Palestinians are smuggling Kentucky Fried Chicken (KFC) into the Gaza Strip through a network of tunnels between Gaza and Egypt. The meals come from various KFC stores throughout the Sinai Peninsula and take up to four hours to be delivered. The Gaza Strip is still under an Israeli siege that has been in place since 2007, following Hamas' election in Gaza in 2006. With imports and exports severely restricted, "Palestinians in Gaza rely on goods smuggled through tunnels and to a lesser extent United Nations handouts to survive."
Now KFC clearly doesn't fit the description of something that is necessary for survival, but the fact that it is being smuggled into Gaza serves to highlight Israel's ongoing siege. Why people would choose KFC, however, is beyond me, given how terrible it is.
Image credit: Xinhua/Wissam Nassar
The delivery company, Yamama, which apparently means "pigeon," advertises its service on Facebook and gets around 10 orders a week for KFC, "despite having to triple the price to 100 shekels ($30) to cover transportation and smuggling fees." Deliveries are made by motorbike, with Ibrahim, one of the delivery drivers saying, "anyone who wants to eat real Kentucky Fried Chicken can call our office in Gaza, give his name and his telephone number and say exactly how many meals he wants."
Smuggling tunnel in Rafah in Southern Gaza. Image credit: Wikimedia Commons
Apparently the whole service began by accident when the delivery drivers ordered meals for themselves and the company then decided to start advertising the service. Given the cost, however, it tends to be those who are better off who use it. As one of the smugglers pointed out, "I wonder why people pay a lot of money to buy a small meal of chicken. I can buy four chickens for the price of one meal.” And with a 4 hour wait, the food doesn't exactly arrive in the best condition. One customer commented that it was "really very delicious although it is not very hot." You don't say.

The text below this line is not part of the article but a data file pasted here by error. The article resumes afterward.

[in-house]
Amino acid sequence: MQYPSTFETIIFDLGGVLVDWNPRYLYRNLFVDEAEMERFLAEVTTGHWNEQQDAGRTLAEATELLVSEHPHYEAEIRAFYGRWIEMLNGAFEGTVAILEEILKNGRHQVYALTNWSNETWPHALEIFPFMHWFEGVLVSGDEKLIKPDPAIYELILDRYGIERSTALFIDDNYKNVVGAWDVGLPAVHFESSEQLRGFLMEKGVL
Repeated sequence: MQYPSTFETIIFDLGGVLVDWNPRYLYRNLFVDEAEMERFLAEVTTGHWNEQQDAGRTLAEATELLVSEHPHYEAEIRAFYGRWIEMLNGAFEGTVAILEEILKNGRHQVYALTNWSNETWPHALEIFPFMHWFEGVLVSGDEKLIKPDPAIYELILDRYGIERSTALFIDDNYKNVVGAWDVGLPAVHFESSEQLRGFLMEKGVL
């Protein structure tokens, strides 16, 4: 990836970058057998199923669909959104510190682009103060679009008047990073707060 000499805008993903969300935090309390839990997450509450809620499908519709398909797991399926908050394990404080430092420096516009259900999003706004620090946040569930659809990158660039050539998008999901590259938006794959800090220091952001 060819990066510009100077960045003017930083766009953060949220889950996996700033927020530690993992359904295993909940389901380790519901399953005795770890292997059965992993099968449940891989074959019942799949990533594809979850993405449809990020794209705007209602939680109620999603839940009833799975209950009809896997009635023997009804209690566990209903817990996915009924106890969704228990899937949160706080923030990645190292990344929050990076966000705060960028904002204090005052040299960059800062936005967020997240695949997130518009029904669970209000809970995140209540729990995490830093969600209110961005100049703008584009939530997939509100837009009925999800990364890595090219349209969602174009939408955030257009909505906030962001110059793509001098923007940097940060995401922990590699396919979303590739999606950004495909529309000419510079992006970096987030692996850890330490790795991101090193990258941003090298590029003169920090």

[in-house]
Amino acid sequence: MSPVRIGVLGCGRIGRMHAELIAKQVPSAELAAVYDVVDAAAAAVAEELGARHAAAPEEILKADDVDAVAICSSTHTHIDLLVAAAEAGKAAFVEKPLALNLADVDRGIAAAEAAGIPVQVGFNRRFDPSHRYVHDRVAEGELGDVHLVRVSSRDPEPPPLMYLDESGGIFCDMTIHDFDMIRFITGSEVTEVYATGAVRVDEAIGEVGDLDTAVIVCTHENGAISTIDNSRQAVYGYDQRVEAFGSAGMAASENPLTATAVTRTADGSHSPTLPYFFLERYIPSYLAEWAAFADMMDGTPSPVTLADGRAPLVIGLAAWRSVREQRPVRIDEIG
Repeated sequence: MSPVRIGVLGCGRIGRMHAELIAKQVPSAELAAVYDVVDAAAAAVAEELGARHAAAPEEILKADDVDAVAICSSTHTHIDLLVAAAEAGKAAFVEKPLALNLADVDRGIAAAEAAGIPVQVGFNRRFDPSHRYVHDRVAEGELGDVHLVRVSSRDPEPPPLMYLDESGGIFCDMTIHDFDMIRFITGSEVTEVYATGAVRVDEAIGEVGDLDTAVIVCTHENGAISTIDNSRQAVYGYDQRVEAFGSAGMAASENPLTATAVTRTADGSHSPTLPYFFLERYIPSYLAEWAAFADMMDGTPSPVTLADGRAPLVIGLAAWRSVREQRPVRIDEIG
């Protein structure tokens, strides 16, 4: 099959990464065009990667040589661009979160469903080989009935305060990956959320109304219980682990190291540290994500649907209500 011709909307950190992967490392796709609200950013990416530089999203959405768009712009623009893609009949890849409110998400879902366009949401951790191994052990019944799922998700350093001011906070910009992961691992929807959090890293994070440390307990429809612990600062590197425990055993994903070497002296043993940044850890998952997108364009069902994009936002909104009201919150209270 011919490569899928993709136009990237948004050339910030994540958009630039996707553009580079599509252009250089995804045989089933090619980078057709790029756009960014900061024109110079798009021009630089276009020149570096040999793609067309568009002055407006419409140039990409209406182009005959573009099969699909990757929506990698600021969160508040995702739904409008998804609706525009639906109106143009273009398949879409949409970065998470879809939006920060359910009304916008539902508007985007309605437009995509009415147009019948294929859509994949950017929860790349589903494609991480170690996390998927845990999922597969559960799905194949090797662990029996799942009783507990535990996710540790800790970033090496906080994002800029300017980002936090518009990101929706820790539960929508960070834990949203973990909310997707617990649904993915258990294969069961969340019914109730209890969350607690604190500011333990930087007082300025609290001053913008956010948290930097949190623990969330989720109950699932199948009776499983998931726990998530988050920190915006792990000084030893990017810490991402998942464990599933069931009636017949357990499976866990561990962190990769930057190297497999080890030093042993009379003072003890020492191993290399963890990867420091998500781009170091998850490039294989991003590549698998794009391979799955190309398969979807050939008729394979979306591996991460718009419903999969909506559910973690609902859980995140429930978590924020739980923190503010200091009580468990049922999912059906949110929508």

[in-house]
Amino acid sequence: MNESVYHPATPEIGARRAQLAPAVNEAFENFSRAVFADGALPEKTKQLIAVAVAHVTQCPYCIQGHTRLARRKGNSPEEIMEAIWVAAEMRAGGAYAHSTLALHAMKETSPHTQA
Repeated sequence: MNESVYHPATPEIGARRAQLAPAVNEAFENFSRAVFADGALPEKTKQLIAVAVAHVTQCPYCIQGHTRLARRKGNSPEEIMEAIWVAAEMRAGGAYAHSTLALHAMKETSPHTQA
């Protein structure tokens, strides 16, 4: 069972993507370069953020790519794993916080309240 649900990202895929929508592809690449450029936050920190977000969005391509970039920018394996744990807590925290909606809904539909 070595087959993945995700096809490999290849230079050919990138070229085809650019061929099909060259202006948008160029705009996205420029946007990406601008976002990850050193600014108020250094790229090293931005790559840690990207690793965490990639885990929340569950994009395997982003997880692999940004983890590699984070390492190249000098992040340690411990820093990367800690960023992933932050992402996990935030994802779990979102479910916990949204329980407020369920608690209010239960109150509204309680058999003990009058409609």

The Christian Science Monitor notes that "one of the reasons smugglers agreed to start dealing in KFC is because Israel’s easing of restrictions on trade since the November cease-fire with Hamas has dealt a serious blow to the tunnel business." Yet although the siege may have eased, significant restrictions still exist and there is no sign that Israel will lift the siege anytime soon. According to Ghisha, an Israeli non-profit working to protect the freedom of movement of Palestinians, just some of the ongoing restrictions include a ban on the sale of goods from Gaza to the West Bank, only one crossing (apart from the tunnels), Kerem Shalom, connecting Gaza to Israel, that is open for the transfer of goods in and out of Gaza, and restrictions on exports allowed out of Gaza for sale abroad.
Ramesh Rajasingham, head of the UN Office for the Coordination of Humanitarian Affairs (OCHA) in Palestine, argues that “lifting of the blockade and allowing the free movement of people and goods to and from the Gaza Strip is the only way to address the chronic humanitarian needs amongst so many Gazans, and facilitate sustainable economic growth that benefits the population as a whole." Smuggling in KFC is not exactly a viable alternative.
Of course this wouldn't be news if there was no Israeli siege. So while people getting KFC smuggled into Gaza may be a funny, quirky story, remember that there is a serious background to this.